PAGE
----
By Topic

Handling timing errors in distributed programs

Sign In

Cookies must be enabled to login.After enabling cookies , please use refresh or reload or ctrl+f5 on the browser for the login options.

Formats Non-Member Member
$31 $13
Learn how you can qualify for the best price for this item!
Become an IEEE Member or Subscribe to
IEEE Xplore for exclusive pricing!
close button

puzzle piece

IEEE membership options for an individual and IEEE Xplore subscriptions for an organization offer the most affordable access to essential journal articles, conference papers, standards, eBooks, and eLearning courses.

Learn more about:

IEEE membership

IEEE Xplore subscriptions

2 Author(s)
Gordon, A.J. ; Dept. of Math. & Comput. Sci., Colorado Sch. of Mines, Golden, CO, USA ; Finkel, R.A.

The authors describe a tool called TAP, which is defined to aid the programmer in discovering the causes of timing errors in running programs. TAP is similar to a postmortem debugger, using the history of interprocess communication to construct a timing graph, a directed graph where an edge joins node x to node y if event x directly precedes event y in time. The programmer can then use TAP to look at the graph to find the events that occurred in an unacceptable order. Because of the nondeterministic nature of distributed programs, the authors feel a history-keeping mechanism but always be active so that bugs can be dealt with as they occur. The goal is to collect enough information at run time to construct the timing graph if needed. Since it is always active, this mechanism must be efficient. The authors also describe experiments run using TAP and report the impact that TAP's history-keeping mechanism has on the running time of various distributed programs.<>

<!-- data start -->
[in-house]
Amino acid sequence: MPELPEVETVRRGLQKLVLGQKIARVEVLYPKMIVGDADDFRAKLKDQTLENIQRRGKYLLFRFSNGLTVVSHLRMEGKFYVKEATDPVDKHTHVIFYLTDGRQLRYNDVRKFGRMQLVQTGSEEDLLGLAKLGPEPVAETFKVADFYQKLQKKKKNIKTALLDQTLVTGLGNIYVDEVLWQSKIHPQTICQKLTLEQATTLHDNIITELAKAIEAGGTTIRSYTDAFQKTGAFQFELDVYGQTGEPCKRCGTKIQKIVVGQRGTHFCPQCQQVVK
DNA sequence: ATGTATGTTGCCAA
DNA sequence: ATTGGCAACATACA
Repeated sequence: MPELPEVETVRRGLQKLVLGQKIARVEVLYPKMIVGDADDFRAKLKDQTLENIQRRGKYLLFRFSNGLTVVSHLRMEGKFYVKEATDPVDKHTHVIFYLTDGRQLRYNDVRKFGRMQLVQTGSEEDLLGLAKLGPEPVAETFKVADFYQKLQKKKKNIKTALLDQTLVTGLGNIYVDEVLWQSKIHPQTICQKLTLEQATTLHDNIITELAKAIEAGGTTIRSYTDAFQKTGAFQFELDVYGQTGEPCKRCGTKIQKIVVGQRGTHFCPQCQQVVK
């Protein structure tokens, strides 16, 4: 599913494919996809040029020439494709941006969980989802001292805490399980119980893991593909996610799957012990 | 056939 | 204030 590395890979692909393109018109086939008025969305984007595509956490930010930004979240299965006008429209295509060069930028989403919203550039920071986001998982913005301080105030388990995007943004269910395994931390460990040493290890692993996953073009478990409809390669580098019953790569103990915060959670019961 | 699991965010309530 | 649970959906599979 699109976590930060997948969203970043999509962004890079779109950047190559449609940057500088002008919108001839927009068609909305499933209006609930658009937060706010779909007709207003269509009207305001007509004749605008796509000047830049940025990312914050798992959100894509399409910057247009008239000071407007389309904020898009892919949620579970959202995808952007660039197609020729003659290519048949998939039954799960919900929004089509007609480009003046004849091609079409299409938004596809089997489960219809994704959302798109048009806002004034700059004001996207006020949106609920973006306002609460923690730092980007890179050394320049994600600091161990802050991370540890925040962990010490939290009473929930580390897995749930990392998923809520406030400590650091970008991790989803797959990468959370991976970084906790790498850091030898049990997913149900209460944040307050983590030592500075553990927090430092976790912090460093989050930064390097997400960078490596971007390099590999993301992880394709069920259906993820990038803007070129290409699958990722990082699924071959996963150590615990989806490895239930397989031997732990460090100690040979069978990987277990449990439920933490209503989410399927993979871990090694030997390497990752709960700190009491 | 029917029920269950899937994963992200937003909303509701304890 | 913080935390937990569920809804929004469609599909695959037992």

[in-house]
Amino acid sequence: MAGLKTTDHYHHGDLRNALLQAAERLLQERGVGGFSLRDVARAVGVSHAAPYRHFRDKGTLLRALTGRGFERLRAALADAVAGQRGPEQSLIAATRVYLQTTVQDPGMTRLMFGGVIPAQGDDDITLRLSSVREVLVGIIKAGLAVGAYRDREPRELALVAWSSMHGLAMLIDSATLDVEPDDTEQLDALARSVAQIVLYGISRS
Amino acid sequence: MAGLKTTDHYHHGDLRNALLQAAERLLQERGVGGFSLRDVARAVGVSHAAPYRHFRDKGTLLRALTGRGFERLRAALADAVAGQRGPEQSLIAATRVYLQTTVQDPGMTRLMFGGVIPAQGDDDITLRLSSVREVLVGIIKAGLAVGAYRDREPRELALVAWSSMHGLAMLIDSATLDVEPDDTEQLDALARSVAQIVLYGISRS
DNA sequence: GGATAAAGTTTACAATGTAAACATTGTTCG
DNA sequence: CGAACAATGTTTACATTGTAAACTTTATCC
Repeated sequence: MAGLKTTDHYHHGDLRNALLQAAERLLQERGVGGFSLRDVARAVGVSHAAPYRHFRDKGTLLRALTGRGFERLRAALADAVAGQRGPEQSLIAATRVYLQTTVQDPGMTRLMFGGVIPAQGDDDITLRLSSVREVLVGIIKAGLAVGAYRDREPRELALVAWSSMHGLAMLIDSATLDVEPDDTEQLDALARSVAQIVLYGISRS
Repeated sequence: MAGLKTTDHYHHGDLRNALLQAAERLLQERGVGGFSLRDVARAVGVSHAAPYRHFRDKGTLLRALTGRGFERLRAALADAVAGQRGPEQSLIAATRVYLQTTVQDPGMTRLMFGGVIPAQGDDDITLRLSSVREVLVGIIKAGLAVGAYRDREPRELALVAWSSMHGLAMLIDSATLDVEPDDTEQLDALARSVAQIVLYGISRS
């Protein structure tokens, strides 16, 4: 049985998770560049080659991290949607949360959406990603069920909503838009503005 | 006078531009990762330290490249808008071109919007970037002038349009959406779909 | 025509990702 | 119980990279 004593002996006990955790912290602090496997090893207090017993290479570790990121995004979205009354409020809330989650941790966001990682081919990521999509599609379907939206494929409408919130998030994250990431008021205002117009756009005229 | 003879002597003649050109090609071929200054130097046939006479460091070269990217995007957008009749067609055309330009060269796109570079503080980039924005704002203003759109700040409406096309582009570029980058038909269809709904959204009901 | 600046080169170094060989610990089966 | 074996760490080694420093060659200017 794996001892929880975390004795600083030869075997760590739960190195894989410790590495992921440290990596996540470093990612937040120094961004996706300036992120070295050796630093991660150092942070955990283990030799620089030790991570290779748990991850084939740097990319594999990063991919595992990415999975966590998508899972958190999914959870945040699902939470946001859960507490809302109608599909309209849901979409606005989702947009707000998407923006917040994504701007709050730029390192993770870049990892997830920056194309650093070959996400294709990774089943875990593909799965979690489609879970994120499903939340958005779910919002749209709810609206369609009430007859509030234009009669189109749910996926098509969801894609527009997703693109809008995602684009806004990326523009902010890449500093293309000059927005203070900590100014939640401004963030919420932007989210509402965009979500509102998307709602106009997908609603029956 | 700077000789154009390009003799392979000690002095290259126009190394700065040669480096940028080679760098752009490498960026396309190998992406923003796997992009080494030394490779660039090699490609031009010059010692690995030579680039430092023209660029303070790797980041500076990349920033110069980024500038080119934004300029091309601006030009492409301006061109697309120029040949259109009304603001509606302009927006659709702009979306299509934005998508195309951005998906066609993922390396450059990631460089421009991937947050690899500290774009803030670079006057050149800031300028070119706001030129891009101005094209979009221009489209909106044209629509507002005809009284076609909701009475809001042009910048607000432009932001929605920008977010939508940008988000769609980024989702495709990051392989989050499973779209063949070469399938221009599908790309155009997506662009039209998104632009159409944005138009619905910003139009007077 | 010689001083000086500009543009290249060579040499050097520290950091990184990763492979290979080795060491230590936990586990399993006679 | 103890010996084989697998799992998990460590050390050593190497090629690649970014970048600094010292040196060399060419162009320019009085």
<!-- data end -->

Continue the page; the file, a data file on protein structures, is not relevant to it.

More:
Published in:

Software Engineering, IEEE Transactions on  (Volume:14 ,  Issue: 10 )